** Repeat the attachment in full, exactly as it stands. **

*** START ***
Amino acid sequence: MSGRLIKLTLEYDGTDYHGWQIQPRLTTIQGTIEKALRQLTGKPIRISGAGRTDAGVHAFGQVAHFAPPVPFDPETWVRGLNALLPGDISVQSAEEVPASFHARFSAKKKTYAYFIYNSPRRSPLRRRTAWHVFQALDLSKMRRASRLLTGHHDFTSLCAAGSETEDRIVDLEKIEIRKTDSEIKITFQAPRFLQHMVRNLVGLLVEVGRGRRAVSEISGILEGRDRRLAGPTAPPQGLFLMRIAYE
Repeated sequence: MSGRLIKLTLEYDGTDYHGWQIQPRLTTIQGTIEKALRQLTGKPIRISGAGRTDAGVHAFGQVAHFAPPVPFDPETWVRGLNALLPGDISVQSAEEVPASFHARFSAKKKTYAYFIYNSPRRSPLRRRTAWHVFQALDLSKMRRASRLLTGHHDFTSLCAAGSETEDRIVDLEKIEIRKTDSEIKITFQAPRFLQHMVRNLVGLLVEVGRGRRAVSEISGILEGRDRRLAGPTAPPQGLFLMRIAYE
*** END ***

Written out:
Amino acid sequence: MSGRLIKLTLEYDGTDYHGWQIQPRLTTIQGTIEKALRQLTGKPIRISGAGRTDAGVHAFGQVAHFAPPVPFDPETWVRGLNALLPGDISVQSAEEVPASFHARFSAKKKTYAYFIYNSPRRSPLRRRTAWHVFQALDLSKMRRASRLLTGHHDFTSLCAAGSETEDRIVDLEKIEIRKTDSEIKITFQAPRFLQHMVRNLVGLLVEVGRGRRAVSEISGILEGRDRRLAGPTAPPQGLFLMRIAYE
Repeated sequence: MSGRLIKLTLEYDGTDYHGWQIQPRLTTIQGTIEKALRQLTGKPIRISGAGRTDAGVHAFGQVAHFAPPVPFDPETWVRGLNALLPGDISVQSAEEVPASFHARFSAKKKTYAYFIYNSPRRSPLRRRTAWHVFQALDLSKMRRASRLLTGHHDFTSLCAAGSETEDRIVDLEKIEIRKTDSEIKITFQAPRFLQHMVRNLVGLLVEVGRGRRAVSEISGILEGRDRRLAGPTAPPQGLFLMRIAYE